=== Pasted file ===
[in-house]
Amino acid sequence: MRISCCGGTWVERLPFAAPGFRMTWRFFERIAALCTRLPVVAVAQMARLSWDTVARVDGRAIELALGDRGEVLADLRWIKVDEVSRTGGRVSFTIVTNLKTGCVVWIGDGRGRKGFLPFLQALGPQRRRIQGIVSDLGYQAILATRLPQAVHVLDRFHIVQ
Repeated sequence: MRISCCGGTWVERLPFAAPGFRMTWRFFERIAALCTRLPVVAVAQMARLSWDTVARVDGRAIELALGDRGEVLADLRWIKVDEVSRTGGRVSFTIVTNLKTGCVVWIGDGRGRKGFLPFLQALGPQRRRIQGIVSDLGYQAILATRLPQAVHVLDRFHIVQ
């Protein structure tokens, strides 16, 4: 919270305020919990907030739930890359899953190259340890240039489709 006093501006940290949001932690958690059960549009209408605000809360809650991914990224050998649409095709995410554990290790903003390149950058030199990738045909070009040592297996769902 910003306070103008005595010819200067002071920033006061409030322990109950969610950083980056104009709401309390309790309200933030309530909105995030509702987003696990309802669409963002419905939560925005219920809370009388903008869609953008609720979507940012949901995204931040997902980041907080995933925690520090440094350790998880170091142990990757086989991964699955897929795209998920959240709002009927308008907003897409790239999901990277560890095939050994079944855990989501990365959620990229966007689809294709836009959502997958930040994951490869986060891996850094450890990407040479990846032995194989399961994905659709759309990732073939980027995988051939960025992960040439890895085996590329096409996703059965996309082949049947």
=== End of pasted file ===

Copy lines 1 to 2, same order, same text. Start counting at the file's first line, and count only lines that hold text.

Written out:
[in-house]
Amino acid sequence: MRISCCGGTWVERLPFAAPGFRMTWRFFERIAALCTRLPVVAVAQMARLSWDTVARVDGRAIELALGDRGEVLADLRWIKVDEVSRTGGRVSFTIVTNLKTGCVVWIGDGRGRKGFLPFLQALGPQRRRIQGIVSDLGYQAILATRLPQAVHVLDRFHIVQ